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The Congregational Consulting Group, organized in 2014 by former consultants of the Alban Institute, is a network of independent consultants. We publish PERSPECTIVES for Congregational Leaders—thoughts on topics of interest to leaders of congregations and other purpose-driven organizations. —  Dan Hotchkiss, editor

How to Write a Vision Statement

paper, pencil, eraser, light bulb

Every year about this time, I get calls from lay and clergy leaders who want help writing a mission statement. They hope that with a clearer sense of mission, their congregations will stop reliving yesterday and start building tomorrow. I think they’re on the right track, and once upon a time I would have joined them in the mission-writing process. But today I usually suggest starting instead with a vision statement.

Every consultant defines mission and vision differently—often, we insist our definitions are the only right ones! Here are mine:

  • A mission statement says what difference you intend to make in people’s lives. It’s built to last. The best mission statement does not sound like a catalog of activities and programs. Instead it says, “Whose lives do we mean to change, and in what way?”
  • A vision statement draws a picture of a hoped-for future. It answers the question, “What will be different after we succeed at what we’re setting out to do?” The vision points to a specific future moment, so a vision statement is a temporary tool.

Mission is important. As I’ve said before, a congregation’s mission is, or ought to be, its “owner.” A good mission statement can support leaders in communicating the core purpose of the organization, making it easier to choose ideas and suggestions that fit, and reject those that do not fit.

But it’s not easy to create a mission statement. The politics of writing mission statements tends to produce either an idealistic “bumper sticker” or a catalog of everything a congregation does. Even a good mission statement has no value unless leaders use it to help decide which “good” ideas to accept and which to reject. If a congregation’s sense of mission is weak, mission-writing rarely fixes it.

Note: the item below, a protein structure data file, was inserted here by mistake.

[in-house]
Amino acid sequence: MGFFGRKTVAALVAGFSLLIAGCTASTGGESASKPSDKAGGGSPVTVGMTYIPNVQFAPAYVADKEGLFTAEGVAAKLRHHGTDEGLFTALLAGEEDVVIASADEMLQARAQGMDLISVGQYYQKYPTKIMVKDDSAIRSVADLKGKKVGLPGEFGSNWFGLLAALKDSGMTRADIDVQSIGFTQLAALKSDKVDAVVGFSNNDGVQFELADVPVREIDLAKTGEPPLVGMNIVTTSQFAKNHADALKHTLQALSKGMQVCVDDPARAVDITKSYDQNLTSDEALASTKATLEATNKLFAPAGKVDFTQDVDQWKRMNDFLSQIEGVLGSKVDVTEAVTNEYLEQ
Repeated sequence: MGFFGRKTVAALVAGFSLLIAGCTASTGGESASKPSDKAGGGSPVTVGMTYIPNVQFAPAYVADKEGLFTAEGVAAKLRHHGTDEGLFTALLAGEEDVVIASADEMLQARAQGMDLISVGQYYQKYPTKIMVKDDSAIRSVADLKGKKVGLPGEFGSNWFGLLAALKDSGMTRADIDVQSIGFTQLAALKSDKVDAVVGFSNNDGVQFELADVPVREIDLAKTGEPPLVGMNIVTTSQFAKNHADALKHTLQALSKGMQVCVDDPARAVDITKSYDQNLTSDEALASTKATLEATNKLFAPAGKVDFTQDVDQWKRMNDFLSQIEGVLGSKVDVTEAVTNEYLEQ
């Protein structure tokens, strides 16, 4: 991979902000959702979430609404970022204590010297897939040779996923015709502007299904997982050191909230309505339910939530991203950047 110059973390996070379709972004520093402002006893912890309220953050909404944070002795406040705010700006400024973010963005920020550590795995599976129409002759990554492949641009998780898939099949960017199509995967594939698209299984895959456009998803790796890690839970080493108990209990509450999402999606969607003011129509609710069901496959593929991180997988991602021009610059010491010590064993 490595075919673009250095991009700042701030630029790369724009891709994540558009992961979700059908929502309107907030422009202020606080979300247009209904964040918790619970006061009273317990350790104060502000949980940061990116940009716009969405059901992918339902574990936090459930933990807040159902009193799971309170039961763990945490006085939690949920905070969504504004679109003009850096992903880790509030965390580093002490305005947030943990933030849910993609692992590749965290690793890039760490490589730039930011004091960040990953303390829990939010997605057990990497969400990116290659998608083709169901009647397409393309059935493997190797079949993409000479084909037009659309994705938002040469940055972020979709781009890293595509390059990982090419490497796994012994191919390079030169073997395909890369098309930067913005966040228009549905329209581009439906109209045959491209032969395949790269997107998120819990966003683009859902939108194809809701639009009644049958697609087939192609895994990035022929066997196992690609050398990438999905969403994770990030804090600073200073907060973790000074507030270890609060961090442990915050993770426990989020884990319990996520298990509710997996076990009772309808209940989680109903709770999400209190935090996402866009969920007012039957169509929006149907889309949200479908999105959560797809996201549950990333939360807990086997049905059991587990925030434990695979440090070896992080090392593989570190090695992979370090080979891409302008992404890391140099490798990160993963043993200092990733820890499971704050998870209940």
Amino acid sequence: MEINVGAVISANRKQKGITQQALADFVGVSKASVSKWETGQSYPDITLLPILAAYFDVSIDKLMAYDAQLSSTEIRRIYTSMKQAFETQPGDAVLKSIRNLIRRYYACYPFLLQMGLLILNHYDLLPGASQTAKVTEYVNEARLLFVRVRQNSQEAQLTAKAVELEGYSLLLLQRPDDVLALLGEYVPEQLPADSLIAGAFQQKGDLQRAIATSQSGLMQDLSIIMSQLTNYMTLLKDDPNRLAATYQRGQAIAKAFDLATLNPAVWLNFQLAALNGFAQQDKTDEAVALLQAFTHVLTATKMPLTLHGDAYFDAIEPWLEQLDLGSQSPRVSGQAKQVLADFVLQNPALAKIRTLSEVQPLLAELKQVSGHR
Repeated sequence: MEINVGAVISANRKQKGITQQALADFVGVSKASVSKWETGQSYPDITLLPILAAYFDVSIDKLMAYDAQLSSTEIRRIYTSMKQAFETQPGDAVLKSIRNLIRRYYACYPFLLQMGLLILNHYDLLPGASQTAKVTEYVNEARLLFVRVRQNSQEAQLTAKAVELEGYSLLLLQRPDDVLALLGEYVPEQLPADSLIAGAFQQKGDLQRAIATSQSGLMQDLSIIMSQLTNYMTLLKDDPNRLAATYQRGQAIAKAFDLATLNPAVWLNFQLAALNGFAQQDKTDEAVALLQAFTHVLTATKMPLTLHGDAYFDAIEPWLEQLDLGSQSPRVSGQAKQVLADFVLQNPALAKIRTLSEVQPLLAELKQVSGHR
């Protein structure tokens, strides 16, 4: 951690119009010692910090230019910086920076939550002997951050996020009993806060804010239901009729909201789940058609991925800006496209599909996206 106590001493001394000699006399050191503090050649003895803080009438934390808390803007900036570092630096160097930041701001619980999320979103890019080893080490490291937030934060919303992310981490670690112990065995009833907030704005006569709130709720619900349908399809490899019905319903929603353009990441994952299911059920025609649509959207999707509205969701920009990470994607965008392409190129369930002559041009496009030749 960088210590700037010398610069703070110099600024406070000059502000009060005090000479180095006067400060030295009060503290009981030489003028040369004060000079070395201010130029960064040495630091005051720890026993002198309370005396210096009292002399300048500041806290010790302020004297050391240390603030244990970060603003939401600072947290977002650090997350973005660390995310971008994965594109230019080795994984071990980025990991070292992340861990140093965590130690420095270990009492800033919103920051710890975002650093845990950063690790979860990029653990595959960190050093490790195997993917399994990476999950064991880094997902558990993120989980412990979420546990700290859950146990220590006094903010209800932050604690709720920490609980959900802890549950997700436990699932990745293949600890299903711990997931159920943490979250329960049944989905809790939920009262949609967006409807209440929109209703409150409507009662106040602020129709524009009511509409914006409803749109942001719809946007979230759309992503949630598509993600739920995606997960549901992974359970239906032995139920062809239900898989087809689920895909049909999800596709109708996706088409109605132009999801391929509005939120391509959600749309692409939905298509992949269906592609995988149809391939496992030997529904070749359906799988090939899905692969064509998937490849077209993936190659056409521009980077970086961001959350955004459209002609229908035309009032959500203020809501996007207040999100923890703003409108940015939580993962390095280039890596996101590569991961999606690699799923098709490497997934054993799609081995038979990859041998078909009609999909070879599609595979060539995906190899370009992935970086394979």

Annual Vision of Ministry

That’s why, in recent years, I rarely help write mission statements. Today I’m more likely to help write that list of one, two, or three priorities—what in Governance and Ministry I call the Annual Vision of Ministry, or AVM. This kind of vision statement takes the form of a short list of big goals—steps the congregation means to take toward the fulfillment of its mission.

You can read more about creating AVMs in chapter 8 of Governance and Ministry. I recommend that boards develop a new AVM each year. The AVM grows out of a yearlong conversation hosted by the board and clergy leader, with voices from the congregation and beyond. After the board adopts it, the AVM guides budgeting, fundraising, and the work of staff and volunteers throughout the year.

Last fall, I facilitated retreats for church boards in the Disciples, Unitarian Universalist, and United Church of Christ denominations. All of them had mission statements already. Here—in no particular order—are some examples of the vision goals they chose to include:

  • Advance our ministry with 6-12 grade students to support their spiritual formation and encourage them to form their own connection to church and faith.
  • Engage with the community beyond our walls. We mean to step up in hands-on service to our neighbors.  At the same time, we intend to strengthen our support of our members’ social-justice advocacy work.